At this point all the sprites and fonts are scaled based on the screen size. Next is the layout. I design the screens vertically and somewhat relative spacing. The layout units are normalized to the screen size (0-100%). I use helper functions like these:


s32 hDipToPixels( float fPercent )
    return s32(fPercent* ((float)vScreenSize.x / 100.0f));
s32 vDipToPixels( float fPercent)
    return s32(fPercent* ((float)vScreenSize.y / 100.0f));


Here is a small taste of how I use the layout. This somewhat sugar coats it as there are more complicated cases where I will have to use more procedural layout. Still I don't think you can get away without it and it's not worth solving IMHO. I have to say I like this method and will continue to use it.


s32       navBottomMargin        = ui.vDipToPixels( 1.0f );
s32       topMargin            = ui.vDipToPixels( 1.8f );
s32       pauseLeftMargin        = ui.hDipToPixels( 1.0f );
s32       healthLeftMargin    = ui.hDipToPixels( 1.0f );
s32       healthTopMargin        = topMargin;

s32       shieldsRightMargin    = ui.hDipToPixels( 1.0f );

In Topic: how to use GLCanvas with wxWidegets 3.0.2

28 April 2015 - 10:47 AM

You need to build a version of the wxWidget libraries that has OpenGL support.  I think there is a define like wxUSE_GLCANVAS. I have recently started to use wxWidgets for my tools and it has been good.

In Topic: Mobile Game Development - Java, C++, Lua? Whats best?

15 April 2015 - 08:45 AM

This topic pulls at me as I often wish I had someone talk sense into me when I was younger :) Frob gave you the answer and it's an answer that is hard to hear when you're starting out. Nevertheless it is very true.


The amount of effort to make a game is consistently under estimated. Now add learning mobile on top off it and just forget it. A common topic of bitching with colleagues is just how painful mobile development is. Console development IMHO is much easier. If someone wants to become a race car driver they need to start with a regular car first.  People don't just start off learning to be a race car driver. 


Now I am not interested in discouraging anyone at all and I know it sounds pretty preachy but I wish someone had preached it to me when I was younger.  Use your brilliance in a productive manner. I spent WAY too much time learning every aspect of a game engine or at least what I thought a game engine should do. In reality I wasn't equipped with the knowledge to even know a full game needed to do. In the end I never finished a game until I was in the industry. I had so many games that were almost done but in reality they were just graphics with a guy type of thing.  Perhaps 10% of a game at best.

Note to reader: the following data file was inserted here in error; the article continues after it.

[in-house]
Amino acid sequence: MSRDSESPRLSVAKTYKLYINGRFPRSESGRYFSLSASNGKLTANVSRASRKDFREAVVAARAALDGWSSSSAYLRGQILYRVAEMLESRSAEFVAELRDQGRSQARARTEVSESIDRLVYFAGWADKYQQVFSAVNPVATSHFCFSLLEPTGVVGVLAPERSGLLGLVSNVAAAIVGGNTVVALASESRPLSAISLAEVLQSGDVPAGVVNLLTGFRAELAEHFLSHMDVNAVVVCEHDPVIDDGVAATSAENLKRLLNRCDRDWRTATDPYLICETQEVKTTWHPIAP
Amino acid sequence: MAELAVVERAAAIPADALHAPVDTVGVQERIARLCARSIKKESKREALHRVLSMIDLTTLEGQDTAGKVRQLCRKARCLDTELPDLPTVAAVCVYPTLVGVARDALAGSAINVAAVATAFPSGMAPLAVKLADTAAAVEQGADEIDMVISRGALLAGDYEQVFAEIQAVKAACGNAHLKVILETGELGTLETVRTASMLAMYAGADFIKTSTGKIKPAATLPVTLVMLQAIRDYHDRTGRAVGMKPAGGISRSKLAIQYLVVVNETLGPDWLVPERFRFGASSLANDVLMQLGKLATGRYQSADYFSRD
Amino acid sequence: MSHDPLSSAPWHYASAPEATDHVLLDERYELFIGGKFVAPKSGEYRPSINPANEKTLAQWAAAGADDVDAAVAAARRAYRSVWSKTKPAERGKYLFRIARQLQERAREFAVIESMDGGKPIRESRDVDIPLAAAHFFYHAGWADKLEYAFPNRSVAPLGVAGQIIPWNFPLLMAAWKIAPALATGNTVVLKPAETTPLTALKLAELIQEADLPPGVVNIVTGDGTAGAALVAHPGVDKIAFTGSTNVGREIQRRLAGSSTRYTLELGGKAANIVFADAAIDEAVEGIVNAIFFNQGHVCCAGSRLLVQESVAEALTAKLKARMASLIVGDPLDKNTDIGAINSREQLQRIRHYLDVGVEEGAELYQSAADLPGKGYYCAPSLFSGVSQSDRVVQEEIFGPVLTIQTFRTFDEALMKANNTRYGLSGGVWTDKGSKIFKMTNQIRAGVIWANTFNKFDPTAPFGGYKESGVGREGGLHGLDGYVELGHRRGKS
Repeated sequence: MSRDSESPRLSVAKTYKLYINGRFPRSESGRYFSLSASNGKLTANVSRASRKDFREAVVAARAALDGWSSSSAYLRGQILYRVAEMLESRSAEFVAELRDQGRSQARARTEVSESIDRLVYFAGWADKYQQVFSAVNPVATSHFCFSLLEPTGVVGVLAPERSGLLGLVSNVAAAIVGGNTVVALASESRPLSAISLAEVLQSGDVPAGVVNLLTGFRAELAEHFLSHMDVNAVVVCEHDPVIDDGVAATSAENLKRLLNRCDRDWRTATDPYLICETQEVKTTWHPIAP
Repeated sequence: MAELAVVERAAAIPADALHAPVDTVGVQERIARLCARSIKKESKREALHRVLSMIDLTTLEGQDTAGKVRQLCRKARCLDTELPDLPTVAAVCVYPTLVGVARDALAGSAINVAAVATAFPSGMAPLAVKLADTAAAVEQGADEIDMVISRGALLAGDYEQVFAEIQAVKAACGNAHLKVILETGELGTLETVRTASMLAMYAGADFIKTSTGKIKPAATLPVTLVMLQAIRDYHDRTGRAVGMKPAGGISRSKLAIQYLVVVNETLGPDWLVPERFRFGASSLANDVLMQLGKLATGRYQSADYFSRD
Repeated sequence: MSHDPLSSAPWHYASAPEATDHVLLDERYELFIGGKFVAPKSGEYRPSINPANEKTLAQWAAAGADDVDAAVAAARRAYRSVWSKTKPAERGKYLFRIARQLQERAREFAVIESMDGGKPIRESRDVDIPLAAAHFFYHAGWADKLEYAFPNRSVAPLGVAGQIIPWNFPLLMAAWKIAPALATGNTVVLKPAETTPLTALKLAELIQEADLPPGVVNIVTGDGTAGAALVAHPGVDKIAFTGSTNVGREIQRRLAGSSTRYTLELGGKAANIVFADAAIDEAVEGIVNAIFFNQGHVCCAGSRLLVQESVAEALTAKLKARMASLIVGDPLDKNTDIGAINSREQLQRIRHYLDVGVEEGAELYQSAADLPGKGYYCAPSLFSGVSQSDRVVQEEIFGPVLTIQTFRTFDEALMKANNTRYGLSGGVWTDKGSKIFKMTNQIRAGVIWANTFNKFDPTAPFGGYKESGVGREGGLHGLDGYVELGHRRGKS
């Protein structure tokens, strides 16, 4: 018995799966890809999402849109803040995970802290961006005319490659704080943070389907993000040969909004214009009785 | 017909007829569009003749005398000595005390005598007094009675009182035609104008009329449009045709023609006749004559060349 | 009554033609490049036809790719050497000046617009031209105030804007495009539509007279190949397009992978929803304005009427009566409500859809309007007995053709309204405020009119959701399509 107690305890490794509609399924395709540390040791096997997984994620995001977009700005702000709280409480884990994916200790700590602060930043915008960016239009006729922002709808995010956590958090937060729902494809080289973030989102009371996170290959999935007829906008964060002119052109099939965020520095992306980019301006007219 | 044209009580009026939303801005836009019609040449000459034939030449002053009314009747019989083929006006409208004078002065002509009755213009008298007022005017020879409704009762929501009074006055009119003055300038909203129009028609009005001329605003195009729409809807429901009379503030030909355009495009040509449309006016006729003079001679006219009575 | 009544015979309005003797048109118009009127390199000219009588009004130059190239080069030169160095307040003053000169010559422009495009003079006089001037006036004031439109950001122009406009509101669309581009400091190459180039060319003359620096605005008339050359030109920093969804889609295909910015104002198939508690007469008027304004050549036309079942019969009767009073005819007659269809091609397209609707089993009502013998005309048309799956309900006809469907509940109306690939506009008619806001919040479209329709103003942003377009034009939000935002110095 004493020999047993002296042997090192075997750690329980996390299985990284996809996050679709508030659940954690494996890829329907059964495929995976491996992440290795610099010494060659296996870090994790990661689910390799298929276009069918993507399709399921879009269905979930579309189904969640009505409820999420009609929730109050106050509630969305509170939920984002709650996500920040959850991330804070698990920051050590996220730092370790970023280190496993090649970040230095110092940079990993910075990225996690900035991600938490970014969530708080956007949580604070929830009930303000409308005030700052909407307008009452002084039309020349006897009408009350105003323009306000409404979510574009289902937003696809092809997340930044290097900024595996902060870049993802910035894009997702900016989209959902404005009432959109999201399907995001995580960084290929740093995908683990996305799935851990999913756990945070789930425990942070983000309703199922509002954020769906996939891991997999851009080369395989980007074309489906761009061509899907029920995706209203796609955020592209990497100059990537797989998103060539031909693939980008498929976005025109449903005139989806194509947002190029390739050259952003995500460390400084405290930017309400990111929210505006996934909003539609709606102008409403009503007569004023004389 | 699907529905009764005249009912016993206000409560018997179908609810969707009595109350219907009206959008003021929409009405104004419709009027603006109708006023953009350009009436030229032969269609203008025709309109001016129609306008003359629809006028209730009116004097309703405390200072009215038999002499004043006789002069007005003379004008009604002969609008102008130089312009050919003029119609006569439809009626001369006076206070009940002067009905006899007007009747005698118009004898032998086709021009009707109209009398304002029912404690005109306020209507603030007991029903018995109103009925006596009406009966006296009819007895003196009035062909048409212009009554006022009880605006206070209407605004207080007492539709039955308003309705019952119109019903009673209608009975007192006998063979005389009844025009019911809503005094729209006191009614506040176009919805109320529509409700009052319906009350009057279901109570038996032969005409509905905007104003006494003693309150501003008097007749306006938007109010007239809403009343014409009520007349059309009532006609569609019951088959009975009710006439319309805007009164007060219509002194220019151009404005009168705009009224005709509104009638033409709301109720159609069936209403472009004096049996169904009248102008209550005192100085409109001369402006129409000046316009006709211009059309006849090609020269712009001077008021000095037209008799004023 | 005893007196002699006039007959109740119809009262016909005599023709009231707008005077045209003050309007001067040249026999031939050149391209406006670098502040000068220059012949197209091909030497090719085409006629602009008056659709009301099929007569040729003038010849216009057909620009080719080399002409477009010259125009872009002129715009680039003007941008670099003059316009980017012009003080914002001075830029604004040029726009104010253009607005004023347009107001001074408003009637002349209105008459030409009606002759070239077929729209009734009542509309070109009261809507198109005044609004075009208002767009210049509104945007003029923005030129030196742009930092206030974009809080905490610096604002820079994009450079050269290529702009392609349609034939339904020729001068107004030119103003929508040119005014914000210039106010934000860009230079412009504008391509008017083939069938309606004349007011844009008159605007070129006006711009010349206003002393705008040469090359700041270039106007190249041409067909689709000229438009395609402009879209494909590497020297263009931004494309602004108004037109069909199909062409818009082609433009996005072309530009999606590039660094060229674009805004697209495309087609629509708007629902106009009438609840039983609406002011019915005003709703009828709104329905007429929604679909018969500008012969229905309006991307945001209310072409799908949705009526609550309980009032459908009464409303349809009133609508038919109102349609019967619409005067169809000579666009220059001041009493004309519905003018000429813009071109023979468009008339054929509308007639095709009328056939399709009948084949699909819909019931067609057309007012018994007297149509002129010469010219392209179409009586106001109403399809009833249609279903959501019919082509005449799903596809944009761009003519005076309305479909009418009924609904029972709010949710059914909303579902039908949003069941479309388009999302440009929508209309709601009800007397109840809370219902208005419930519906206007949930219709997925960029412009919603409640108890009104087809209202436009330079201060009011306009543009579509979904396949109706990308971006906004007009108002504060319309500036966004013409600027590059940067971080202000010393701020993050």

If I was to start out today I would likely use Unity because there is so much support. The amount of work spent on just getting assets into the game and rendering something is huge. Don't fall for all this ego stuff that says you need to know 3D graphics and be a hard core C guy. Let other people go that way and see what they have in a year. People spend so much time on graphics and simple collision and still haven't even touched on game play.  Build a very very simple game in Unity and finish it.  Make it very small like pac man or space invaders but finish it. Seriously finish it.  Having finished projects will look very good on your resume and when hiring, people only want to hear about shipped games and there is a reason why.


After you have finished your little game you will now be more equipped to ask the right questions. Again this isn't meant to discourage as I say go out and conquer! Just be realistic and work smart. After reading this a second time I am reminded how I had a problem with some planes getting stuck on a couple of towers. The planes were somewhat of a secondary object in the world and it pained me that I had to try and fix the steering for this. I came up with a few ideas and then I moved the towers out of the way. I could have wasted god knows how much time making a better steering system or I could ship the game.  Work smart and get it done.


If you still just have to get at it, then use the suggested language for the platform. For Android you should use Java as it's way more supported and the debugging will work out of the box, well maybe. For iOS use ObjC. I hate ObjC myself and it pains me to suggest it, but all the samples are using it and you don't want to add the extra complexity of mixing ObjC with C++.


For the record I use C++/OpenGL/lua. I originally used Java to do BlackBerry development and later some Android and I loved it. The problem was I couldn't get enough platforms with it.  Using C++, OpenGL and lua for scripting got me 95% shared code for Android, iOS and BlackBerry 10.